Unemployed Millennials: Don't Blame Helicopter Parents Just Yet
Don’t be too quick to judge those helicopter parents—research shows that the economic deck is stacked against the Millennial Generation
James Kloiber (Illustration)
In 2012, 36 percent of America’s young adults aged 18 to 31—the millennial generation—were living at home with their parents, the highest percentage in at least four decades and a number that was exacerbated by the Great Recession. In the view of University of Minnesota sociologist Jeylan T. Mortimer, though, the recession deepened economic trends that were already underway—and that might not change any time soon.
“The image of families in the media includes berating and ridiculing parents for not letting go of their children—the term ‘helicopter parents’ is sometimes used—by encouraging them to live at home, and accept a lot of money from them, and so on. But there are real challenges facing young people
in becoming educated, which is becoming a longer process and more costly than in the past, and difficulties in getting jobs and establishing themselves and, later, forming families.
“All of these demographic trends in changes to adulthood have made parents more responsible to children for a longer period of time. Parents are trying to help their children to build human capital—rationally, rather than through some kind of pathological dependency.”
45 percent of unemployed millennials lived with their parents in 2012. 63 percent of millennials had jobs in 2012, compared to 70 percent of young people the same age in 2007.
“One thing that’s different after the recent recession is that we haven’t seen a quick rebound afterward. In the most recent data you see greater youth unemployment related to the recession.
“But a lot of the changes that are making life more difficult for college graduates and for other youth are long-term trends and not the recession. There’s the decline of manufacturing—in the 1950’s, you could get a relatively well-paying job with a high-school education, and now you need at least college. It’s becoming more difficult for young people to establish themselves.”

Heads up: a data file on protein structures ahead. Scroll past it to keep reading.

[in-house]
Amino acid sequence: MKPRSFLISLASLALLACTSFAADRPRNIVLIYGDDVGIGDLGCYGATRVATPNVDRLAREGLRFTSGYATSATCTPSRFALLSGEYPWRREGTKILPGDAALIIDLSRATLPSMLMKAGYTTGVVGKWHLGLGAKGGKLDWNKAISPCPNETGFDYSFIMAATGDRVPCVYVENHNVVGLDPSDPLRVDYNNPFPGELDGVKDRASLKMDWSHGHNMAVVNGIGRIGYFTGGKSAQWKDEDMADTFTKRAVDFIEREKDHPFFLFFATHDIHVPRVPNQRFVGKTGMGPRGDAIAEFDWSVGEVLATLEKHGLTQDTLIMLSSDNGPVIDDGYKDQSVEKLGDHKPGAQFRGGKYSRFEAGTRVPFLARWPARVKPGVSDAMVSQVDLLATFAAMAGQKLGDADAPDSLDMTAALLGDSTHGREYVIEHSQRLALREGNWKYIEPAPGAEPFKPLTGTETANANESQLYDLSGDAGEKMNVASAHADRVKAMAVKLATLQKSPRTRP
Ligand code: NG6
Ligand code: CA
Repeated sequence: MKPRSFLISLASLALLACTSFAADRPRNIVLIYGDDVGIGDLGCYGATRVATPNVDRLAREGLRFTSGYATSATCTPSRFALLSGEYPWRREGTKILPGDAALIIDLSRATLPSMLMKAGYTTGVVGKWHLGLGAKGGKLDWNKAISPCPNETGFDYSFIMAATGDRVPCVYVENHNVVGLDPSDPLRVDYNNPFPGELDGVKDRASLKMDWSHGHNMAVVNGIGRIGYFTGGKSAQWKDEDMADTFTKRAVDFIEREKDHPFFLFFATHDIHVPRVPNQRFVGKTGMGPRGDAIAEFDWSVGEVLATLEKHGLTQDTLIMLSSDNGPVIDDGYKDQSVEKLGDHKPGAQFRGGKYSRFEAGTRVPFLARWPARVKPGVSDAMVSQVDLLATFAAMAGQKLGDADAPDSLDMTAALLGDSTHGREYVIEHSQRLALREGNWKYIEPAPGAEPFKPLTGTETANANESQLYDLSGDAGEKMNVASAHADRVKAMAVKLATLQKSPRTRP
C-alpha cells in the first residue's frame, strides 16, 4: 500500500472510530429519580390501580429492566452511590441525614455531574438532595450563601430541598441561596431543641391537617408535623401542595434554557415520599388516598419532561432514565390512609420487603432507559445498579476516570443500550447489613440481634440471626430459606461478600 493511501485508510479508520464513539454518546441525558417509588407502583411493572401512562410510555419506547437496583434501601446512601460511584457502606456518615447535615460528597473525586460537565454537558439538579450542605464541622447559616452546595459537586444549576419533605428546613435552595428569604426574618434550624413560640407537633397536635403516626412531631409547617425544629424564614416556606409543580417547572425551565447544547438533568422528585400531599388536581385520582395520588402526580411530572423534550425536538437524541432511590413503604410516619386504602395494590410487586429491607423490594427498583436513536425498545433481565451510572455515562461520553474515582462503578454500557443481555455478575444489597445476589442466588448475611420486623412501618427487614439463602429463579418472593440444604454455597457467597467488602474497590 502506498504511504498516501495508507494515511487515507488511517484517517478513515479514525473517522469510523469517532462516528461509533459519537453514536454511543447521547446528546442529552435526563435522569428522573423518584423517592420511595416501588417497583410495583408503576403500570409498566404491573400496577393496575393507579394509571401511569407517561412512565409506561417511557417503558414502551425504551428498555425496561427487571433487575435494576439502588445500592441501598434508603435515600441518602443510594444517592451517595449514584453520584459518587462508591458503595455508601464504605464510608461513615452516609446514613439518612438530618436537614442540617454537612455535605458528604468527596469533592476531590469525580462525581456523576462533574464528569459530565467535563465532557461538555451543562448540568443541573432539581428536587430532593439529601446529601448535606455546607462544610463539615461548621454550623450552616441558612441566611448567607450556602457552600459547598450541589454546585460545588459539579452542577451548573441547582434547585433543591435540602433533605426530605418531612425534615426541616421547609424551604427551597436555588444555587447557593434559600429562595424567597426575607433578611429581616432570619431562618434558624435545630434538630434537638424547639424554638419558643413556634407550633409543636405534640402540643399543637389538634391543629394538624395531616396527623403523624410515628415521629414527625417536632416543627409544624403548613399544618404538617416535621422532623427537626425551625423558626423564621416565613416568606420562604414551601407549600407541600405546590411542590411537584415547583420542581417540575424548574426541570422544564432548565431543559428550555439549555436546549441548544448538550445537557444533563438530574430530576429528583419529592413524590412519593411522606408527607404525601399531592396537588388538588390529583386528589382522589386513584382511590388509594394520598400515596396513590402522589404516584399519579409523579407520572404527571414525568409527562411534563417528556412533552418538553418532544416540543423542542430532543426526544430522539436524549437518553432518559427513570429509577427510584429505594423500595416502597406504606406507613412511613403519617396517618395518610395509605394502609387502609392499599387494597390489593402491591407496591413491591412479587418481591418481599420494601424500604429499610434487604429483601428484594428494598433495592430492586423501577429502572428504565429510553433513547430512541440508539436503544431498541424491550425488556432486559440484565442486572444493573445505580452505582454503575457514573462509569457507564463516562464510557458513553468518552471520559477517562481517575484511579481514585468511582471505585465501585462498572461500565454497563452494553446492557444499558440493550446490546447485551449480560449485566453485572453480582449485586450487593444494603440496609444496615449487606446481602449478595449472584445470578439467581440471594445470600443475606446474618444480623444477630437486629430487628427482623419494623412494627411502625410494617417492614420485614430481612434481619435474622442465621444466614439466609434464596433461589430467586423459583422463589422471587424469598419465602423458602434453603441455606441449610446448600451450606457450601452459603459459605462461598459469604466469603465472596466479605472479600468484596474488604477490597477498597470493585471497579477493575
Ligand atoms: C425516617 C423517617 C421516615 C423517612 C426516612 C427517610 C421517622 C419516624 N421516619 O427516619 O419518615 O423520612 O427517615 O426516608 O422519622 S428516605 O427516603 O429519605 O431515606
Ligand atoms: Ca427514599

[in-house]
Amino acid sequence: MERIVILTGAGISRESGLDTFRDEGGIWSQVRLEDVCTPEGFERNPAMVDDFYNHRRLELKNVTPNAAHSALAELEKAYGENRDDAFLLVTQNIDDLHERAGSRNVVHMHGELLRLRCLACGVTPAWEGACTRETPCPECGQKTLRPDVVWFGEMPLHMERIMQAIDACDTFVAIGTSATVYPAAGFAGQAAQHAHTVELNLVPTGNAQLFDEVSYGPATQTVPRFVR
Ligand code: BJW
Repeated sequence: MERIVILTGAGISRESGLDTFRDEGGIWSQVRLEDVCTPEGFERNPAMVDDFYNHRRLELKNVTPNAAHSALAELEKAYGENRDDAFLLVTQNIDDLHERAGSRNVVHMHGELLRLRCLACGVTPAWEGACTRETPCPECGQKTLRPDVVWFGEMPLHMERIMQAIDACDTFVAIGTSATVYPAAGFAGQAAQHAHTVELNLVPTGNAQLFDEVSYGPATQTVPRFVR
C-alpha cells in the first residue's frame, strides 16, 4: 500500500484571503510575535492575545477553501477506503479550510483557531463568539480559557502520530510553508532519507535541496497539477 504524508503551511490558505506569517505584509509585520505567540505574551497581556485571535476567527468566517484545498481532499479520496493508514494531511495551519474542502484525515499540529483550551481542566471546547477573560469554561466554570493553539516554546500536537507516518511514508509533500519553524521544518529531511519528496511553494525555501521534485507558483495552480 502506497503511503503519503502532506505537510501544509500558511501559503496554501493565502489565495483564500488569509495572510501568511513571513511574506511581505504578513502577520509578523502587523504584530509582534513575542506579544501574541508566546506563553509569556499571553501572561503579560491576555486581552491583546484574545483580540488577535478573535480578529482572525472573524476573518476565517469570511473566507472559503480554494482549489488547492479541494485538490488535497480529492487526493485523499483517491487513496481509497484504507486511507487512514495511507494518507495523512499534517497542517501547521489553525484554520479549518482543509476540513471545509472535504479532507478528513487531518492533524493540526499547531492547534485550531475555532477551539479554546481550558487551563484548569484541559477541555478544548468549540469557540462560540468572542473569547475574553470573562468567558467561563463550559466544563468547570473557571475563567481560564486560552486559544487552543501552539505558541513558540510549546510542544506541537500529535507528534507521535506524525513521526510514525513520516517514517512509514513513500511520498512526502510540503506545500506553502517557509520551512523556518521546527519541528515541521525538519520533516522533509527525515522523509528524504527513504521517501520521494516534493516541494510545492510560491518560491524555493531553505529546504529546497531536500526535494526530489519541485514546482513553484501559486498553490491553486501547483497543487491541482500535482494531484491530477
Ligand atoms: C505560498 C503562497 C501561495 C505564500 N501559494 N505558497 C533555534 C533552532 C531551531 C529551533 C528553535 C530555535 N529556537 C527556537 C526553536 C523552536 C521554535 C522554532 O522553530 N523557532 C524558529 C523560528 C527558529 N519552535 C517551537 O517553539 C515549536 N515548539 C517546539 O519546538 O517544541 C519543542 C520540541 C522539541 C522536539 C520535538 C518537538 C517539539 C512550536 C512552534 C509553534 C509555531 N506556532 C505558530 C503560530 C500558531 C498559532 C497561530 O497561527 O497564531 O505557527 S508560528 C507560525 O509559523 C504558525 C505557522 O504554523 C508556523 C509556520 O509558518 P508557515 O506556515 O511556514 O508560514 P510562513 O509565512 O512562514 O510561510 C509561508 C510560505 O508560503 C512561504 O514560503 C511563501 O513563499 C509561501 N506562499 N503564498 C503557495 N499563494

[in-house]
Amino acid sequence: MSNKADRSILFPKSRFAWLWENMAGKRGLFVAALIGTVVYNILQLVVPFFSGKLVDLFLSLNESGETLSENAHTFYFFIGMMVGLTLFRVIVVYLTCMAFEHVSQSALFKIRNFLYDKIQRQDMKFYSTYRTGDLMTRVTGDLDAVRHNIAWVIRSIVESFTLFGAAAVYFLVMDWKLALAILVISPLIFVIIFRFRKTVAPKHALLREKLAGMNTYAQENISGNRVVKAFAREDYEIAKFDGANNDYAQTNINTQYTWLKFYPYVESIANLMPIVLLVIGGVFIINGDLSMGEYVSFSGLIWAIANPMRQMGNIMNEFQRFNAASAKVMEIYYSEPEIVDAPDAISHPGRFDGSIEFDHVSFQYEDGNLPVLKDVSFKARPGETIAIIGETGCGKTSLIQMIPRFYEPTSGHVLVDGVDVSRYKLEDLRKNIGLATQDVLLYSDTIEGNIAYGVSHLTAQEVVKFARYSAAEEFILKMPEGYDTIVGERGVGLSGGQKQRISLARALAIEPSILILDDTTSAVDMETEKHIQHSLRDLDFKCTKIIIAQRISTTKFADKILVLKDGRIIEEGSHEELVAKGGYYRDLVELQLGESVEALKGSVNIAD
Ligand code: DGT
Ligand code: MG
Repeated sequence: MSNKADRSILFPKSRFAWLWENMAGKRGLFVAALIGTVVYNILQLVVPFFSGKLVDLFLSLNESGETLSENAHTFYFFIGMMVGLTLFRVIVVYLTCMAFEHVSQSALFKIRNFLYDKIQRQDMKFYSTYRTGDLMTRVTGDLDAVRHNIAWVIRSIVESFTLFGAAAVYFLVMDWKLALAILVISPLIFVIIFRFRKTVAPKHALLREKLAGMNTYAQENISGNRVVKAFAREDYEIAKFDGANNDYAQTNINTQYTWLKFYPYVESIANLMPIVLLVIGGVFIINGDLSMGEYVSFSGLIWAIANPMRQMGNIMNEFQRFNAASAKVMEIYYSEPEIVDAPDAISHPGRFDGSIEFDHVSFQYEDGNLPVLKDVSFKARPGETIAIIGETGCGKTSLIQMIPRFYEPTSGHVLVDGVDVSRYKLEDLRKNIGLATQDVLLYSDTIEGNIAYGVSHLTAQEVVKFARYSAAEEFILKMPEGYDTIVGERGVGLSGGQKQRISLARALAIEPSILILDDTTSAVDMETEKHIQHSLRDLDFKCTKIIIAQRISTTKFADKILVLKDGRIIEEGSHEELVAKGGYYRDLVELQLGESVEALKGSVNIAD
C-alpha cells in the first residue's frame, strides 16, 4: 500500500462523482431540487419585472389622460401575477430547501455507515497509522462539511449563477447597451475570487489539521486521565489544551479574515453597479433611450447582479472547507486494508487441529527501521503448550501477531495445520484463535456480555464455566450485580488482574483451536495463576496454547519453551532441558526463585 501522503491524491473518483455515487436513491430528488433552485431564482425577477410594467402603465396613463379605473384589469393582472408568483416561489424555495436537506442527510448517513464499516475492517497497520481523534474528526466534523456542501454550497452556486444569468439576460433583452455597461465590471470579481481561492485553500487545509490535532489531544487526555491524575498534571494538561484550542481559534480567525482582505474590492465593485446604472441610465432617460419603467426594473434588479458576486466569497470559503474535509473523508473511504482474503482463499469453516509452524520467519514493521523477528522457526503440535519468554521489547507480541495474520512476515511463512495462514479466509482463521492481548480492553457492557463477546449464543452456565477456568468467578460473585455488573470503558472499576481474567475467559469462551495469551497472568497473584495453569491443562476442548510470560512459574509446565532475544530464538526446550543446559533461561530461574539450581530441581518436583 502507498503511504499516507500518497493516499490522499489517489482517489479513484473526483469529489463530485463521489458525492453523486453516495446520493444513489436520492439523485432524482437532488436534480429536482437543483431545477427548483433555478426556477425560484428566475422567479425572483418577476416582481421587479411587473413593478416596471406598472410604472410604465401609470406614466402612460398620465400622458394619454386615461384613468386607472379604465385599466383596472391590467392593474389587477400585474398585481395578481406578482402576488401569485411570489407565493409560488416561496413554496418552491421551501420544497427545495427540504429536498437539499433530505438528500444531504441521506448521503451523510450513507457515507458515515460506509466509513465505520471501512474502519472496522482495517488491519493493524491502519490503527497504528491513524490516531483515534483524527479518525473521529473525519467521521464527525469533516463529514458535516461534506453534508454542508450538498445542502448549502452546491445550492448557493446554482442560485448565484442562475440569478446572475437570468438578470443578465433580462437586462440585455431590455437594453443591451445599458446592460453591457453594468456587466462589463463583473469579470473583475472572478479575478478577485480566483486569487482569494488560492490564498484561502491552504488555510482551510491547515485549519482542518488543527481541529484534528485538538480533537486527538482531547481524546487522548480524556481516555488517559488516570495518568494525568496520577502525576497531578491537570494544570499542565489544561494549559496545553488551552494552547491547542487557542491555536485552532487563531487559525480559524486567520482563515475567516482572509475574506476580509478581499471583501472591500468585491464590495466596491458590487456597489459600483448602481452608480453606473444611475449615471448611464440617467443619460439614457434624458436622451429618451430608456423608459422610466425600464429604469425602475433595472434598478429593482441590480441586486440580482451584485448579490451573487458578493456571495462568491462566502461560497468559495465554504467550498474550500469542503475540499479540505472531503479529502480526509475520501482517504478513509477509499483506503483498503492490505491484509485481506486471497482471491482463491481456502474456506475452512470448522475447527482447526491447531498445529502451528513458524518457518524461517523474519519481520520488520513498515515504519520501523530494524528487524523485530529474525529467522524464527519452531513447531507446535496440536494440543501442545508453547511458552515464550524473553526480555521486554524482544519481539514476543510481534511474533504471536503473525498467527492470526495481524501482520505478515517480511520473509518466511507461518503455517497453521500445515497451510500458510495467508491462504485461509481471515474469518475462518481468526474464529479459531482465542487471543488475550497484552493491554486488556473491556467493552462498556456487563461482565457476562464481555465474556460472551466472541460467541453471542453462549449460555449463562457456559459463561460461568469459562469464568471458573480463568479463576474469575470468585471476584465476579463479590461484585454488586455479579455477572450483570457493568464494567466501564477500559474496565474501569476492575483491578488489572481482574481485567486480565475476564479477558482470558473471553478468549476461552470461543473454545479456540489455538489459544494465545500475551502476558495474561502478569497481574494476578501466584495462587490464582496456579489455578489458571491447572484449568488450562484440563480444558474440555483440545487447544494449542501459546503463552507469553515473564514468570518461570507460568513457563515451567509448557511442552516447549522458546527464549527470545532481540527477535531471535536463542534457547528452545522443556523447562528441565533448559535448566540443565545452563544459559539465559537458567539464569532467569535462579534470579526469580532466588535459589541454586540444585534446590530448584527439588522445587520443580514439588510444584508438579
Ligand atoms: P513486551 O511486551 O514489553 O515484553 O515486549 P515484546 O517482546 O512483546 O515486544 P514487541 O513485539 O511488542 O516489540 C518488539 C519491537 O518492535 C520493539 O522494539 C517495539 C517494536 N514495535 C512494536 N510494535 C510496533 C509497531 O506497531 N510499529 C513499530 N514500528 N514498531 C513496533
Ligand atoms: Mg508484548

Mortimer and other researchers tracked a group of young people in St. Paul from the time they were 14 until they were in their late 30s, gathering data on their transition into adulthood.
“This cohort graduated from high school in 1991, and they were almost universally able to get jobs when they were in high school. They worked part-time, and much of my study was focused on the impacts of this early work experience.
“Today it’s much harder for teenagers to get jobs. Employers look for experience—this is a long-term trend, the decline of employment among teenagers.
“Youth [used to] say things such as, “I have all these activities in school, and my employer has to adjust to my schedule.” That’s the way it was, but now teenagers are facing competition from adult workers who are unemployed or who have low-paying jobs that they have to supplement.”
“The median age of the fast-food worker is 29. Teenagers aren’t doing these jobs, it’s adults who have all the expenses of living independently.
“The fact of the matter is that young people aren’t getting the kind of vocational experiences to help them sort through what they would like to be, and to become work-ready—the routines of the workplace, how you should behave and so forth.
“The youth who are college graduates are the most advantaged in the youth labor market, even though their employment rates are lower than they were prior to the recession. Still, if you look at high-school graduates, or those with associate degrees, they’re faring far worse. There’s so much attention to college graduates, but what about the people who don’t go to college?”